Using streams to bring data consistency to blockchain

Chase Smith
Published in
6 min readOct 5, 2021


The issue of data consistency goes beyond the scope of blockchain. Consistent data is required to have a deterministic global state in any software application, and represents one of the struggles of blockchain. In blockchain we want to represent data as a real source of truth, but the manner in which data represented and accessed to the developer prevents this from happening.

While an Ethereum client allows individuals to subscribe to information from blockchain, these subscriptions are 100% not consistent. If you want to process blocks in Ethereum, you will run into this issue often, and deal with inconsistencies that can happen within minutes.

import Web3 from “web3”; 
import { BlockHeader } from “web3-eth”;
async function main() {
const web3 = new Web3(new Web3.providers.WebsocketProvider(“wss://<project-id>”, {}));
let prevBlock: BlockHeader;
web3.eth.subscribe(“newBlockHeaders”, (err, block) => {
console.log(block.number, block.hash, block.parentHash);
if (prevBlock && prevBlock.hash != block.parentHash)
console.log(!!!! Inconsistency);
prevBlock = block;

The code snippet above will result in inconsistencies within 10 minutes of running.

For instance, you can get a confirmation that a transaction has been processed on block 1000, but when you check block 1000 later the transaction is not included because of a fork. The only way to identify a block is through blockhash, not block number, this means that the same call to the Ethereum RPC node can give different blocks and data. As a developer this needs to be addressed, which makes the source code more complicated and buggy.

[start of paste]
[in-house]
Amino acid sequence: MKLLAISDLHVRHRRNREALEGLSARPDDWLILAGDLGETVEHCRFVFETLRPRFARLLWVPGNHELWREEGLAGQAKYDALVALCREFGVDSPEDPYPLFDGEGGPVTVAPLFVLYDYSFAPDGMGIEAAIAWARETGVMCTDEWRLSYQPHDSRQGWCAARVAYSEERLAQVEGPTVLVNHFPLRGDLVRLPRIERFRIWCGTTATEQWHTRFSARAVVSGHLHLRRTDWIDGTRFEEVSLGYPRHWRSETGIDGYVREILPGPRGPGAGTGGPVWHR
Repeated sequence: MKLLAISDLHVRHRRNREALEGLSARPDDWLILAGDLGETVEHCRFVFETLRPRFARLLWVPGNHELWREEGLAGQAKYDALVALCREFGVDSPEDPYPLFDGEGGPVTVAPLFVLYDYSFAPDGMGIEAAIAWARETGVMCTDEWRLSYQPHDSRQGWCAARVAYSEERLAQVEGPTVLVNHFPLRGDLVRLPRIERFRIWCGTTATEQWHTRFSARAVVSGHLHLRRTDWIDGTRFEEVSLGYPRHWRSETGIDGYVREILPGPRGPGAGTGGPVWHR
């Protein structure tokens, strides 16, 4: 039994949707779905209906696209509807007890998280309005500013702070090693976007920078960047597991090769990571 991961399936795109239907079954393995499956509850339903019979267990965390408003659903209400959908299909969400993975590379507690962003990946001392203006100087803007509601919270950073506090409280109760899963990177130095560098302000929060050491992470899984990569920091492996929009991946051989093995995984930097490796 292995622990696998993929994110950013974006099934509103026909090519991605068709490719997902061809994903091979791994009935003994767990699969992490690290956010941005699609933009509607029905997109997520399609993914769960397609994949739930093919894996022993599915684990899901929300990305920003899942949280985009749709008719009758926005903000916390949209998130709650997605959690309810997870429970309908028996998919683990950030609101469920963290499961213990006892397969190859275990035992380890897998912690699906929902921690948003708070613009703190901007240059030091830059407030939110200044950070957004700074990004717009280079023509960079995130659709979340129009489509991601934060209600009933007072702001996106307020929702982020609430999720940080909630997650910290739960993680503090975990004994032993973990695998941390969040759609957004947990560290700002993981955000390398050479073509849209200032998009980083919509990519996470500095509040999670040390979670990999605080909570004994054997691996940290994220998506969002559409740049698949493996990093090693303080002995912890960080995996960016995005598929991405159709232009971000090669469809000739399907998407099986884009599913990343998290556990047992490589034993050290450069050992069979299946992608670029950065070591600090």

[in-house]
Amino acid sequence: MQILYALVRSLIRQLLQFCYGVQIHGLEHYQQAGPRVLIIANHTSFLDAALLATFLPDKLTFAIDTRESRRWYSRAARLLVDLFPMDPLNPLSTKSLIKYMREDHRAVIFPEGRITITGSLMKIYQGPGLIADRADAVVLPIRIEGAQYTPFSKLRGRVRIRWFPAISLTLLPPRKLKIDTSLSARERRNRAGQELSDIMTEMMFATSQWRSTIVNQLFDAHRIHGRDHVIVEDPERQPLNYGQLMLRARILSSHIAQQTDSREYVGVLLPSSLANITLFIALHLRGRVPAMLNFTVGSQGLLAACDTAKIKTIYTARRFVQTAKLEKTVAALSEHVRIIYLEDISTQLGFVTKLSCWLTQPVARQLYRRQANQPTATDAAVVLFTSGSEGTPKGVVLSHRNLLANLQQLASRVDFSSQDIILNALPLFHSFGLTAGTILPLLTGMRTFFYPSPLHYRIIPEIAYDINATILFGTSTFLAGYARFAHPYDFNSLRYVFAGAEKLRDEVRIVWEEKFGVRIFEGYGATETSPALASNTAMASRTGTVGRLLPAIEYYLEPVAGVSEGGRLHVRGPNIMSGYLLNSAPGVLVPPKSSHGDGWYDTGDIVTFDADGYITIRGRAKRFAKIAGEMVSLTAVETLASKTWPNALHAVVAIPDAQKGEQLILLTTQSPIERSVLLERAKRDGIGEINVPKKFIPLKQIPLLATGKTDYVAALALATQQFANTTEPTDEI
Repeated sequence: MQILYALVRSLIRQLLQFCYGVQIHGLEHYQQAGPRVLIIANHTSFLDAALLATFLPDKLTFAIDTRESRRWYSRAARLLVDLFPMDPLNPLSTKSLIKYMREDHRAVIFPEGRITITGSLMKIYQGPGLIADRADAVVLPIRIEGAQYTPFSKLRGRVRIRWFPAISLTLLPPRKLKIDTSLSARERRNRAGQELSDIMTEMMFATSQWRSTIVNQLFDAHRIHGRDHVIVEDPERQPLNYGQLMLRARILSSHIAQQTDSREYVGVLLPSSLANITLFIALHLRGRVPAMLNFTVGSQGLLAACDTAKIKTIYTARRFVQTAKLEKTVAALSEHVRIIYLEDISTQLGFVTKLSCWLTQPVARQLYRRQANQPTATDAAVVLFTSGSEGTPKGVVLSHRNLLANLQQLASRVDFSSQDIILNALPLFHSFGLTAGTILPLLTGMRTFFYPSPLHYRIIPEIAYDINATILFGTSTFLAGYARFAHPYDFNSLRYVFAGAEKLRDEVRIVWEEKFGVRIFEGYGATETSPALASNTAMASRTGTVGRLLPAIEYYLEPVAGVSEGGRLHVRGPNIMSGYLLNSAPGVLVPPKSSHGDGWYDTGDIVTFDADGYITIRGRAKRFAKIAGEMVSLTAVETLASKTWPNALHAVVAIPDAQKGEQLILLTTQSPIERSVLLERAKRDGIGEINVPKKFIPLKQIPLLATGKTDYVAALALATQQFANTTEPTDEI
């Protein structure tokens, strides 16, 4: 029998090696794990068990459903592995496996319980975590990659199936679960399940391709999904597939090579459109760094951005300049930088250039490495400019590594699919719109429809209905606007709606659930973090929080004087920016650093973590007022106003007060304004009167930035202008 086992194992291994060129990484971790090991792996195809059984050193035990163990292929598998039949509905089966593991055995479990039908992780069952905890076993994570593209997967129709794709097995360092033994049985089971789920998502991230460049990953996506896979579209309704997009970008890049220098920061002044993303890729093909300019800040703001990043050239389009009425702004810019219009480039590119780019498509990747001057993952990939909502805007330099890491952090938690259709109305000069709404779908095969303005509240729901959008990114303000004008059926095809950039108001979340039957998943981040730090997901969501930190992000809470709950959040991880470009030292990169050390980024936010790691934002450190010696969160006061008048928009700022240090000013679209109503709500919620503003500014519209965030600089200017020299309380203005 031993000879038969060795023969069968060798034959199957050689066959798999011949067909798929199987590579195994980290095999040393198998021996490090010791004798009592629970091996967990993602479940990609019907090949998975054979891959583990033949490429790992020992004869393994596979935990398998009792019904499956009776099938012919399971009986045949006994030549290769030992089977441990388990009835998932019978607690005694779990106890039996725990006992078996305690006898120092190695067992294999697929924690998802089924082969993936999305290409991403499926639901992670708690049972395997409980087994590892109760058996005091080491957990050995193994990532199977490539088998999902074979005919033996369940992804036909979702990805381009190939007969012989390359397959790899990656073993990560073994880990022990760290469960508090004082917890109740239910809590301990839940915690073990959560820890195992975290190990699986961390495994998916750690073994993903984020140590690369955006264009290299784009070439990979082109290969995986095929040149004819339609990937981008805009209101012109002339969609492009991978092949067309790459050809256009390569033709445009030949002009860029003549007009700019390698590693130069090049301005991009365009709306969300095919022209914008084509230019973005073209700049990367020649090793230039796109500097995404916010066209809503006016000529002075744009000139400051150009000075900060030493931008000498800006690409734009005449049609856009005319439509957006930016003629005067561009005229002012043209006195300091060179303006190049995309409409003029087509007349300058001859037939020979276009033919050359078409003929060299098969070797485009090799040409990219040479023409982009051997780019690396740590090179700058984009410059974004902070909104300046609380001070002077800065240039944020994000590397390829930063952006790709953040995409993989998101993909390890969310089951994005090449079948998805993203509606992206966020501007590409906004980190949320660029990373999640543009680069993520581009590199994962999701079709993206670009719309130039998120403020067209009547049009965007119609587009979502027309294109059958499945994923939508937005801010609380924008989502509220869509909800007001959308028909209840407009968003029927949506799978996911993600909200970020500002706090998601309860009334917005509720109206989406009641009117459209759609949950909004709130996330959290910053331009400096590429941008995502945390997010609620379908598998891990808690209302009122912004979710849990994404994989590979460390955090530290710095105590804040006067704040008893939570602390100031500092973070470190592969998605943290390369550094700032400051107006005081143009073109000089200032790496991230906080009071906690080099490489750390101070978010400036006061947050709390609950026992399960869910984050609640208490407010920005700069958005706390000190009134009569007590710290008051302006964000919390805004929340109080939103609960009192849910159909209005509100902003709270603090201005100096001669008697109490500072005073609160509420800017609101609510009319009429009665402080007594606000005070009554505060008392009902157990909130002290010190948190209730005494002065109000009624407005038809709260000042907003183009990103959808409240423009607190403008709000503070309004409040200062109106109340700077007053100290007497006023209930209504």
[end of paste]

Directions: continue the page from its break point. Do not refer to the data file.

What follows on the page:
One of the ways to address this issue is by preserving data in immutable streams. Immutable streams have the ability to create a consistent data layer that can be replicated on a large number of devices. With streams we can build a state at any point in time (e.g. at block hash xxxxxxx from block number 1000), also have built-in functionality to audit the state and the messages. Since the data is consistent, we can connect the blockchain to well-established tools like Postgres and Time-series databases, as well as plug-ins to machine learning tools and analytics frameworks. We are connecting different data sources which enables the transformation and replication of data into other protocols and plug-ins. This is designed to follow the core tenants of the reactive manifesto.

“Systems built as Reactive Systems are more flexible, loosely-coupled and scalable.“

— Reactive Manifesto [1]

The future for blockchain evolution is reactive, this means that blockchain needs to adopt a message-driven approach processing and transforming its data. In order for this to occur, we need a performant and scalable read layer.

We want to access data in different ways, to perform joins, aggregations, transformations, these require a general layer that is built towards these scalable services. The read Layer is the solution to have highly scalable application on the blockchain [2]. A performant read layer is a general challenge for all blockchains because nodes lack resources to manage data requests. Even if Ethereum full nodes could execute any query data, it would still be an issue for node-size and request scalability. Blockchains are huge and application-specific data needs to be filtered, transformed, replicated, and accessed in an arbitrary and scalable manner. We need to be able to filter out and replicate application-specific data in order to have useful and performant systems.